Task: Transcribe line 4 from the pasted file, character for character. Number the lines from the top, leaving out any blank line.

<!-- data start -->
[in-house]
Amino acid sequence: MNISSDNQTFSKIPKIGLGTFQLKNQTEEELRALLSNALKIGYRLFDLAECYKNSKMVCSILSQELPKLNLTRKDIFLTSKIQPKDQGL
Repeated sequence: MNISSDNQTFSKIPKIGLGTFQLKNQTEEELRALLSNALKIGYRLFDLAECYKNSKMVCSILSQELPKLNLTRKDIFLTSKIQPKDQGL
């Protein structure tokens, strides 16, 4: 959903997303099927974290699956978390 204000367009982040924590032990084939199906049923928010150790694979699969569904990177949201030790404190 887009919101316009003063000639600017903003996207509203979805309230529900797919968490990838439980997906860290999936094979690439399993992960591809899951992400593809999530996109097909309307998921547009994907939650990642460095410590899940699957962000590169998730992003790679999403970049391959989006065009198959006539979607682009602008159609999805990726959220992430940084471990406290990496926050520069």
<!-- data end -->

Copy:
């Protein structure tokens, strides 16, 4: 959903997303099927974290699956978390 204000367009982040924590032990084939199906049923928010150790694979699969569904990177949201030790404190 887009919101316009003063000639600017903003996207509203979805309230529900797919968490990838439980997906860290999936094979690439399993992960591809899951992400593809999530996109097909309307998921547009994907939650990642460095410590899940699957962000590169998730992003790679999403970049391959989006065009198959006539979607682009602008159609999805990726959220992430940084471990406290990496926050520069």